Mar 27, 2007Iris Diagnostics, a California manufacturer of medical diagnostic devices, is integrating an RFID-based authentication system into its iQ200 Automated Urinalysis System. This, it hopes, will help ensure that only the certified reagent formula Lamina, which Iris produces, is used with the machine.
Maria Cardenas, an electronic engineer with Iris, says the company decided to develop the authentication system not in response to a past problem with counterfeit Lamina, but rather to keep such a problem from ever occurring. "It has happened to other providers of urinalysis systems, but not Iris," she says, "so this is a preventative move."
If a counterfeit reagent were ever introduced to the Iris urinalysis system, it could raise serious safety and financial concerns, as Iris Diagnostics would not be able to verify the validity of the urinalysis test results. Outside of the financial impact this would have, if and when the counterfeit reagent was discovered, patients would have to revisit hospitals and have tests rerun. The use of a counterfeit reagent would also pose a serious threat to patients since it could lead to a misdiagnosis based on faulty test results.
Iris is working with RFID technology company SkyeTek to integrate its M2 high-frequency RFID reader module into the iQ200 system. It is also working with Zebra Technology, a provider of RFID-enabled labels and printer-encoders, to generate RFID-enabled labels for placement on each bottle of Lamina the company produces.
The Zebra printer-encoder Iris will use the M2 reader from SkyeTek to encode labels with embedded ICODE SLI transponders made by NXP. The ICODE SLI transponders are compliant with the ISO 15693 standard and designed for item-level tracking and security applications.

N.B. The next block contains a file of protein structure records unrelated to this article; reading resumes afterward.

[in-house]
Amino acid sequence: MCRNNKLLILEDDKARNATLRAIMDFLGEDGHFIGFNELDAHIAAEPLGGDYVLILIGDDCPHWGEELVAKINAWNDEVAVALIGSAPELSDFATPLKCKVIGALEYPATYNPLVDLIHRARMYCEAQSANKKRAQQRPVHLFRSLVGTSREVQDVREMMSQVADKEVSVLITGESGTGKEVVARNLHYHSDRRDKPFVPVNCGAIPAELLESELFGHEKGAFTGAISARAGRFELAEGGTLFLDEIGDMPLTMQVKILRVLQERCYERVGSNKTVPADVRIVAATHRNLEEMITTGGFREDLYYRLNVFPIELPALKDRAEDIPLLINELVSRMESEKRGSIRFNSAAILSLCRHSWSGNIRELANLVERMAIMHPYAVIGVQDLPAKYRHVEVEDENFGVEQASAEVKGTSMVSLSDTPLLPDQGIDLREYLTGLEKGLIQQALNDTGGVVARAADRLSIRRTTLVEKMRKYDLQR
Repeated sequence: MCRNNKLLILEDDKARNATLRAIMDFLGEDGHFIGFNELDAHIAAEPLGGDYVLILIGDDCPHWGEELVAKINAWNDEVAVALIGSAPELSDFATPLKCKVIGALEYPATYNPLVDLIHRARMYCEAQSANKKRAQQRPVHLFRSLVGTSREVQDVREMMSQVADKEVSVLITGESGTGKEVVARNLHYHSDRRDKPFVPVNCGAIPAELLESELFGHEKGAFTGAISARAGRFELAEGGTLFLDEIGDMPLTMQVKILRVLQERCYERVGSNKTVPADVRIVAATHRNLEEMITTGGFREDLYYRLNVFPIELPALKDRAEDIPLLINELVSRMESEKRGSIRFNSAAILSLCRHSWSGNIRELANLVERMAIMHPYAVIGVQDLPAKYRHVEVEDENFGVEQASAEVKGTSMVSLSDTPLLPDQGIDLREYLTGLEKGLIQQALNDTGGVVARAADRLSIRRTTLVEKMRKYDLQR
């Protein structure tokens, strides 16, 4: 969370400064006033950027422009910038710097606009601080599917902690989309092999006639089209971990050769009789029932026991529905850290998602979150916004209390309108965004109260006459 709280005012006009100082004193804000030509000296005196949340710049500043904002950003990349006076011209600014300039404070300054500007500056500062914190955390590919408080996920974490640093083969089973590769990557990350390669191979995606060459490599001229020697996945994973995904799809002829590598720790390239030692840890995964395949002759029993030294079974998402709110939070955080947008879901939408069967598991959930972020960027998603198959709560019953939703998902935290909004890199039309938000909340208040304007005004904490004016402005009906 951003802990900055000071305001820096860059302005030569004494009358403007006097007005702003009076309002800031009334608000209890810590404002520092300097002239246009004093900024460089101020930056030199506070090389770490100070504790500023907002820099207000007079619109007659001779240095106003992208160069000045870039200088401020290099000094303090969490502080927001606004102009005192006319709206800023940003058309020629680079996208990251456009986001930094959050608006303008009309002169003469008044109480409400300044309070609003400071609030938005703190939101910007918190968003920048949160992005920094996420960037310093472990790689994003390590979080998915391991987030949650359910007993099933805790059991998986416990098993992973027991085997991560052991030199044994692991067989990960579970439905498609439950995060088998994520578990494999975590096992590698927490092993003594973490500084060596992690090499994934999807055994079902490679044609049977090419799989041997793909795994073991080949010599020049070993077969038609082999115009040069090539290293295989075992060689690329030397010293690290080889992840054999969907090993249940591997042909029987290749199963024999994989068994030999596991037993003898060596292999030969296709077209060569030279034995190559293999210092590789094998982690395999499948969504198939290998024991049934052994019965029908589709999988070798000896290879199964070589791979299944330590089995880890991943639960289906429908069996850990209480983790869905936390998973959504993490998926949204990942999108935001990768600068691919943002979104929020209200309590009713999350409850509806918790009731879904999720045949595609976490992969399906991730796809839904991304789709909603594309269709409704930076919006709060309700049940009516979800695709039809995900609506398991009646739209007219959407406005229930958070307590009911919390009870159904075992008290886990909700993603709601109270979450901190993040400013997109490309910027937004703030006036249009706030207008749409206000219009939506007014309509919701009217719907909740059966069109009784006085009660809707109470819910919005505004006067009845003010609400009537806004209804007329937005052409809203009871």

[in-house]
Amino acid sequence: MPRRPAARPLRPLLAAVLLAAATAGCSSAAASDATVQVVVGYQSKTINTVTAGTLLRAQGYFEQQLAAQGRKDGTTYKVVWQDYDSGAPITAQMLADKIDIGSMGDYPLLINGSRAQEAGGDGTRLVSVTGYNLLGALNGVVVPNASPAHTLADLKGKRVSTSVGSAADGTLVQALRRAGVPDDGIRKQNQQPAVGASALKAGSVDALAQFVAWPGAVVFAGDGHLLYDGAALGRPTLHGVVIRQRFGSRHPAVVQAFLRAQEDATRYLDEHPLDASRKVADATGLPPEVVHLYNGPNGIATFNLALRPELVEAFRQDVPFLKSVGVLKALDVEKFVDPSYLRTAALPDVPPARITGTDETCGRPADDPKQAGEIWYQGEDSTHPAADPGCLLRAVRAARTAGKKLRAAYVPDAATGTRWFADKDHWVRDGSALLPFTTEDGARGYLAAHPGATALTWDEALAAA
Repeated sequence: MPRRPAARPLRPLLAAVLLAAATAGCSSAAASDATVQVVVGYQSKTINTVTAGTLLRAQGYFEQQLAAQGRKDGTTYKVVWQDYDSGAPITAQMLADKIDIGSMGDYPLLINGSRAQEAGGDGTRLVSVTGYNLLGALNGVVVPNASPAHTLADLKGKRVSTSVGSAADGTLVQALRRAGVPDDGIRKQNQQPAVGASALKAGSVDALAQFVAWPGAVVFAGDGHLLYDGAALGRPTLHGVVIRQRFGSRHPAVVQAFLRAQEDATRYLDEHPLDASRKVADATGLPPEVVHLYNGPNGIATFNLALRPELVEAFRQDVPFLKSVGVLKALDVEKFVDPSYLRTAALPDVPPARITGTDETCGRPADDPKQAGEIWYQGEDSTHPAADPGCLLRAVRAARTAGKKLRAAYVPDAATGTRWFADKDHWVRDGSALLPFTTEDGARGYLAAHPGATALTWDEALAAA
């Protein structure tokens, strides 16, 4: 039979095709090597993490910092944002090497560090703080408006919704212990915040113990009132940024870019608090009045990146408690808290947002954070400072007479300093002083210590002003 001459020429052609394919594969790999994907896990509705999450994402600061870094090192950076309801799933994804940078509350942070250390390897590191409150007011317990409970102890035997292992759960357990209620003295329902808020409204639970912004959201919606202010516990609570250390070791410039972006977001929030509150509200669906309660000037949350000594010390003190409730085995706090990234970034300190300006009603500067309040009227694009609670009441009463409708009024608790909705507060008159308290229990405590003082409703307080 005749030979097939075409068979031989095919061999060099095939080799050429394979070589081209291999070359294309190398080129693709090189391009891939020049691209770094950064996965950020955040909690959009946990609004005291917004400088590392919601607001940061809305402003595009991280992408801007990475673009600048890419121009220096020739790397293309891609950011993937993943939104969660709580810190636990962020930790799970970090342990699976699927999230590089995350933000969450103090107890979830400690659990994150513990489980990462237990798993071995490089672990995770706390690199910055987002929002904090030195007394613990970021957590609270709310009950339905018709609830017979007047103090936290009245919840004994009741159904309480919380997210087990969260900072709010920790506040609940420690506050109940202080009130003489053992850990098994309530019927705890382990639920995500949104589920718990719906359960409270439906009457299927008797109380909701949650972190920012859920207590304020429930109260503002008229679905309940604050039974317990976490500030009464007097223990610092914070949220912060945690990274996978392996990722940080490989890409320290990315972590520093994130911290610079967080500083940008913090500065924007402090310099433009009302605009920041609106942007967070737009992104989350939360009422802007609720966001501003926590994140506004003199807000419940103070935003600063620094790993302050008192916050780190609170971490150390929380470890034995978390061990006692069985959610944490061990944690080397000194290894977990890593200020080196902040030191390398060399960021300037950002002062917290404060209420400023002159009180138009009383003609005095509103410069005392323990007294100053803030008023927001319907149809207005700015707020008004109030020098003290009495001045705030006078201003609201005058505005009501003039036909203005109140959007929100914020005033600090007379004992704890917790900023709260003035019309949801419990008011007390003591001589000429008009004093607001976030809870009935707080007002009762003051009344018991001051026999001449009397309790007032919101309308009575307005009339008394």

The iQ200 system draws a measured amount of Lamina into the main analysis machine through plastic tubing. A stock of Lamina bottles is held in a carriage next to the iQ200 machine. When all of the Lamina is drawn out of a bottle, a technician removes it and places the tube in a new bottle.
Iris is still developing the authentication system and has not yet tested it in a real-world setting. The M2 interrogator will read the data encoded to the inlay inside each bottle's label, checking for a digital signature encoded to the label when it was printed at the Iris manufacturing facility.
The reader can unlock this signature using a master key, with cryptography based on a keyed hash-message authentication code, or HMAC. If it doesn't see the digital signature, the interrogator will prohibit the system from drawing the reagent out of the bottle and send an alert to the machine's technician, raising the possibility that the reagent is counterfeit.
Iris and SkyeTek are partnering to write the software for the authentication system, which will run on SkyeTek's reader software. The system will also run the iQ200's reader and others used in the printer-encoders, since they must share a cryptographic key infrastructure.
Cardenas says the company will use HF tags for the application because it wants a short read range. Thus, it will be able to make sure only the tag on the bottle closest to the reader (the next bottle from which Lamina will be drawn) is read. Iris, she says, is working toward completing the system and running trials at medical centers by midyear.